2021 NFL Draft Scouting Report: Eric Stokesby Alex Barbour February 4, 2021 2 comments
Pick-six machine! Eric Stokes is another highlight-reel player in the 2021 NFL Draft class. However, for every flashy play, there is at least one unnecessary blatant penalty. With so many pluses and minuses, the future for Stokes is not just intriguing: it is nail-biting. Either he will be the next lockdown corner or he will be a serious liability.
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Name: Eric Stokes
Class: Redshirt Junior
Weight: 185 lbs
Man Coverage (4.0/10)
Stokes has skin-tight man coverage. His flaw lies in how grabby he is. There are numerous times where Stokes is seen getting flagged for being too aggressive. Combine this with the fact that he sometimes does not turn his head around, and he might become a flag magnet at the next level. Also, his sub-elite athleticism hinders his ability to play this role against faster wide receivers.
Zone Coverage (7.0/10)
Stokes fits better in zone. As stated before, he is not an amazing athlete. Having a small territory to guard allows Stokes to use his instincts and burst to make plays. This also will take away the need for him to be as grabby. Therefore, Stokes profiles primarily as a zone corner at the next level (especially when factoring in the penalties).
At least Stokes can play man because he can press well. He is by no means Jalen Ramsey, but he can hold his own. Larger wide receivers like Josh Palmer can use their size to overpower Stoke’s press. This may become a problem depending on the division he goes to: if Stokes faces JuJu Smith Schuster, it will be a long day (if he plays man coverage). Again, he fits best in a zone scheme, so this should not be too much of a factor at the next level.
Stokes has some eye-popping instincts. Some plays he has such a good feel for the ball that he peels off his own route to get an interception. His main drawback will be discussed later (knowing when the ball arrives), so it will not be factored in here. Stokes tends to be able to sense routes as well as check downs very well. Overall, Stokes is like Marcus Peters within the helmet.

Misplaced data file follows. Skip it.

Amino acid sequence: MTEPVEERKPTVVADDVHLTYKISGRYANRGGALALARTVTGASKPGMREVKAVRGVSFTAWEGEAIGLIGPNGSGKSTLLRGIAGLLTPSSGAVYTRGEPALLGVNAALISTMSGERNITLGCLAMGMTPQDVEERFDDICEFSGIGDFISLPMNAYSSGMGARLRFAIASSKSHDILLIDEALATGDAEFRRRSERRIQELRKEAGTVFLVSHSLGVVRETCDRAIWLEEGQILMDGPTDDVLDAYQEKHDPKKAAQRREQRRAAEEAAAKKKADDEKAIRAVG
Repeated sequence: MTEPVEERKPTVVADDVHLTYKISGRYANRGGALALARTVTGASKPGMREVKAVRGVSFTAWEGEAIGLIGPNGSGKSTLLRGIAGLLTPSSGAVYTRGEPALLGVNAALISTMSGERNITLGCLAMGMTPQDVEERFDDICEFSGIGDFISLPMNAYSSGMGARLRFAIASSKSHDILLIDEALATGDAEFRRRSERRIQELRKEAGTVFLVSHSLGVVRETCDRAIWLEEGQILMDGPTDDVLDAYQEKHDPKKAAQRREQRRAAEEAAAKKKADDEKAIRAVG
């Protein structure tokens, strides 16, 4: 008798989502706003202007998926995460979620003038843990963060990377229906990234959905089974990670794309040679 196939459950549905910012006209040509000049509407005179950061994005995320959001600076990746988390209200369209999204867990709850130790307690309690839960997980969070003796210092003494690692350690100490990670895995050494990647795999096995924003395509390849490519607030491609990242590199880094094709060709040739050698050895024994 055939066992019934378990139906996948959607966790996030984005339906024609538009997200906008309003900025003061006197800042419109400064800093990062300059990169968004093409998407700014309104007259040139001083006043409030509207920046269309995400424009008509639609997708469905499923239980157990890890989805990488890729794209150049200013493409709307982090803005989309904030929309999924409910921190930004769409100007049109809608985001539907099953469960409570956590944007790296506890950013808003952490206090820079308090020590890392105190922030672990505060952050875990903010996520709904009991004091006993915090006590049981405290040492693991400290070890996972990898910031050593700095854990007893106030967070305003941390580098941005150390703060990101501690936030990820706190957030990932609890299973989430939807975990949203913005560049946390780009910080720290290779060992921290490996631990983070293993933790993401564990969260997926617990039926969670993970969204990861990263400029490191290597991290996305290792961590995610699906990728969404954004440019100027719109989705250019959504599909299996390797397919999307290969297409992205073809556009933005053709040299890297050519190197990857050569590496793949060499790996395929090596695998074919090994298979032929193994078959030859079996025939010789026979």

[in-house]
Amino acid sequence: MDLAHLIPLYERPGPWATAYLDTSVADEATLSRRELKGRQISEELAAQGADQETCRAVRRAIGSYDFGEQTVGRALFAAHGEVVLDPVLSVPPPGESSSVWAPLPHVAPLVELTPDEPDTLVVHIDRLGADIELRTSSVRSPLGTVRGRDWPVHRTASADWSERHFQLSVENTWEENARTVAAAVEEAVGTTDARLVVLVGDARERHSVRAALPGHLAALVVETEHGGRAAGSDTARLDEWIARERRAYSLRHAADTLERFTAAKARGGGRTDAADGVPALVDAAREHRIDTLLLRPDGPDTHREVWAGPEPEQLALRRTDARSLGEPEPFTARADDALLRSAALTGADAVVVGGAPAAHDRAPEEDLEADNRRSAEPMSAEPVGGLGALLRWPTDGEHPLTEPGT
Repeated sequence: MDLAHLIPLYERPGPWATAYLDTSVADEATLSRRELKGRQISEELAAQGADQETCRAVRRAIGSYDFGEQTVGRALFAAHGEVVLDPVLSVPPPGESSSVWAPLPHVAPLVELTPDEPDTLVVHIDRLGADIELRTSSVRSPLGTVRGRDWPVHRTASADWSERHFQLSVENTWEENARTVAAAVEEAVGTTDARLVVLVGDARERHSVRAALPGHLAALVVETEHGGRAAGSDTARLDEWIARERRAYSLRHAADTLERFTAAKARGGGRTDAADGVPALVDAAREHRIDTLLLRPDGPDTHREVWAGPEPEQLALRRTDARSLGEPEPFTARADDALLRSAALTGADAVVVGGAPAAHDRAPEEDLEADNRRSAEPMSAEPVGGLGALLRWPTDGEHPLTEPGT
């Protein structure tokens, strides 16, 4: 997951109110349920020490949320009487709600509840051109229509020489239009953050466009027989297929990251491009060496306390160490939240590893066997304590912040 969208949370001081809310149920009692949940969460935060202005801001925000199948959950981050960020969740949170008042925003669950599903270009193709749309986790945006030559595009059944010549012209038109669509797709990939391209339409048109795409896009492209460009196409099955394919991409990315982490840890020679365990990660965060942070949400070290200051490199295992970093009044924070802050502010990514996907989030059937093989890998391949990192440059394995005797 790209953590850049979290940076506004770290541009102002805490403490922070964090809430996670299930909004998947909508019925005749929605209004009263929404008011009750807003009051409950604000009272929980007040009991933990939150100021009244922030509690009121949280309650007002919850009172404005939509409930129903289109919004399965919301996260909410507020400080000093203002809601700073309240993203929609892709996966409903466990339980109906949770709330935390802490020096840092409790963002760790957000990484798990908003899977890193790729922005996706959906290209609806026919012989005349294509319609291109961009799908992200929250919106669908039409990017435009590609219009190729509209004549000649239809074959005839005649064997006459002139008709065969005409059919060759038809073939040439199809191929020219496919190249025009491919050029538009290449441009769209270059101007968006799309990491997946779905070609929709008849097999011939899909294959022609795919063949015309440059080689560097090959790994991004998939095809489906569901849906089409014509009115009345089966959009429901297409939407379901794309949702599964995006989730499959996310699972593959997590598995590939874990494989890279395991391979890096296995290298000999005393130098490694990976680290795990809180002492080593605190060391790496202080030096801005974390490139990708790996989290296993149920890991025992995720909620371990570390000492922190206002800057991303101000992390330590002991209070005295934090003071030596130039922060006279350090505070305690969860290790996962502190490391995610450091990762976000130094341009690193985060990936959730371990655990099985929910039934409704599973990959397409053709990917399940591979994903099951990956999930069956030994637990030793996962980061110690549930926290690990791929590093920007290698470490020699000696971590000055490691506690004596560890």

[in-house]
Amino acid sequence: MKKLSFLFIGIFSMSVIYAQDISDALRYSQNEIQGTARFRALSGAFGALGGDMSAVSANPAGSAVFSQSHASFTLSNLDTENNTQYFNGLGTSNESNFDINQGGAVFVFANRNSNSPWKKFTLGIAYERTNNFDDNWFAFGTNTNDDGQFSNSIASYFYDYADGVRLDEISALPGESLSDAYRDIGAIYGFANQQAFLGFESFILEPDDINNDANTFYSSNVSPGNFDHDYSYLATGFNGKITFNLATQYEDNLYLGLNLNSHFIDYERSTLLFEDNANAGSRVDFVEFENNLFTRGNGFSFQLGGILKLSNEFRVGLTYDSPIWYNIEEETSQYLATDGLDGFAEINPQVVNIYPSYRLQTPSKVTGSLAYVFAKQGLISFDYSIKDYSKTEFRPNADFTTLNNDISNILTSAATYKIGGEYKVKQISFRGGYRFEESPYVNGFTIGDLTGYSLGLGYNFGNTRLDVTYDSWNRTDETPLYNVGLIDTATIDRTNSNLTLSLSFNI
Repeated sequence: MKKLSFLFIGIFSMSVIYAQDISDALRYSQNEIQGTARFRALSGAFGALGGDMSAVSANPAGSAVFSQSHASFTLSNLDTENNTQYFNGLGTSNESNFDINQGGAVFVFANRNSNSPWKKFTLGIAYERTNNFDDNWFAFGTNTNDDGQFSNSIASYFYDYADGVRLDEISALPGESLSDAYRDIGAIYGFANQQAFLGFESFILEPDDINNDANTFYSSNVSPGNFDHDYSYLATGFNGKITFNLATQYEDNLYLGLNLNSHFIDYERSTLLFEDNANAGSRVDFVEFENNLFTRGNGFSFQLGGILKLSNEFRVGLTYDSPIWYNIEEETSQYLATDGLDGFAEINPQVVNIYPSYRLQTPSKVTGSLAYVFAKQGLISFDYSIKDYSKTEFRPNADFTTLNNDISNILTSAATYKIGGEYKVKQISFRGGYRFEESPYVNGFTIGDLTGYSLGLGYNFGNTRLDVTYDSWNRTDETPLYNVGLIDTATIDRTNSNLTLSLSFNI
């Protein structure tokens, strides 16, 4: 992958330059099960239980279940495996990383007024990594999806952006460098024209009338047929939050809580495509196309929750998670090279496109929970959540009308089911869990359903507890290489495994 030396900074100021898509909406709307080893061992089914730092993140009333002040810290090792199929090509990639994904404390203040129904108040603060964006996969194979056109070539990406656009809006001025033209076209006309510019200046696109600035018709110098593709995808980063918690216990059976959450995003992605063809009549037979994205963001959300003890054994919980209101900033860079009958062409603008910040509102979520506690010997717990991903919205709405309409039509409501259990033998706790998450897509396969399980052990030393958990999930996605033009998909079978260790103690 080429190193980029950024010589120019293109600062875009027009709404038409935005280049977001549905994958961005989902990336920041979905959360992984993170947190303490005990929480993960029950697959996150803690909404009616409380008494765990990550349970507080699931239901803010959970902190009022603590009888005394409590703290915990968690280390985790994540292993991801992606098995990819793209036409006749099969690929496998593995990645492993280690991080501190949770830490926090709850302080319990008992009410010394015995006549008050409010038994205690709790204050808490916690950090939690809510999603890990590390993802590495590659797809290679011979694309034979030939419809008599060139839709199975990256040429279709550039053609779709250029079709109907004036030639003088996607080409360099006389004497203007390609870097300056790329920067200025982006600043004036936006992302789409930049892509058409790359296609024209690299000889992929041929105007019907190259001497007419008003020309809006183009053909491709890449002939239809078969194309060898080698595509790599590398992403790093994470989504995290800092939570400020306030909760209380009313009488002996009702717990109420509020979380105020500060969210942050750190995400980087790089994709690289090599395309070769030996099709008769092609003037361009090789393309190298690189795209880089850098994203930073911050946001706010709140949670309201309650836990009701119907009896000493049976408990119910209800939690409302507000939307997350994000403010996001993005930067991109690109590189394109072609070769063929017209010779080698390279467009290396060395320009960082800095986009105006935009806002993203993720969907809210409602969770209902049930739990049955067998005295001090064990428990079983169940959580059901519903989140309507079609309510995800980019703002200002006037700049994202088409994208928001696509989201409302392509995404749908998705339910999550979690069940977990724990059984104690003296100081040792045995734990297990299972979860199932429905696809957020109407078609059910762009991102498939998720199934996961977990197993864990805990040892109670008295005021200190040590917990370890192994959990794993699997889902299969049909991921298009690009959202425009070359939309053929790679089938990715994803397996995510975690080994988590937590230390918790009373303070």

Run Defense (7.5/10)
Stokes is solid in the run game. This category does not pertain to just runs: it also pertains to after the catch tackling and pursuit as well. He has good form for tackling; however, he has instances of being easily stiff-armed by opponents. For a corner, he is far from a liability in this category.
Ball Skills (7.0/10)
This is tricky. Stokes is an interception and return specialist; however, he also tends to ‘lag’ when it comes to turning his head around for the ball. This leads to him not making a play on the ball, which can be detrimental at the next level. This mistake may also lead to even more penalties.
Straight Line Speed (4.0/10)
As said many times before, Stokes is no elite athlete. Palmer was able to gain separation on the ground, and he is no Henry Ruggs. This is why he needs to be in a zone-heavy scheme in order to truly succeed.
Short Area Burst (6.5/10)
Instincts and burst combine to make plays. That is exactly why Stokes is highly regarded. Again, he is no elite athlete; however, he has enough juice to pop off and make big plays. In a zone scheme, this is crucial to success.
Positional Versatility (5.0/10)
Even with Stokes’s mediocre athleticism and grabbiness, he can profile at multiple positions. As long as he hits the weight room and works on his hands, he has the size and instincts to play man. Right now, he is a 3. His potential projects as an 8.
Competitive Toughness (4.75/5)
Stokes does a great job showing effort on every play. His effort in the run game demonstrates this on its own; however, his grabby nature also shows how he never gives up on a play (even if he is beat). He tries to make up ground where his athleticism fails him, too.
There are several instances of injuries for Stokes. They appear minor, but the frequency is concerning. They occurred both during practice and the run game.
Location, location, location. Real estate enthusiasts chant this, and scouts will, too. Scheme is so key in determining the success of most prospects: Stokes is no different. If he is drafted by a zone-heavy scheme, he will flourish. The biggest fear comes from teams thinking he can project as a man corner because it will waste his greatest attributes. Just like many other prospects, where Stokes will go will determine whether he will become a vaunted lockdown corner or another ‘what could have been’ story.
Final Grade (62.5/100): Mid Second Round
Player Comp: Josh Norman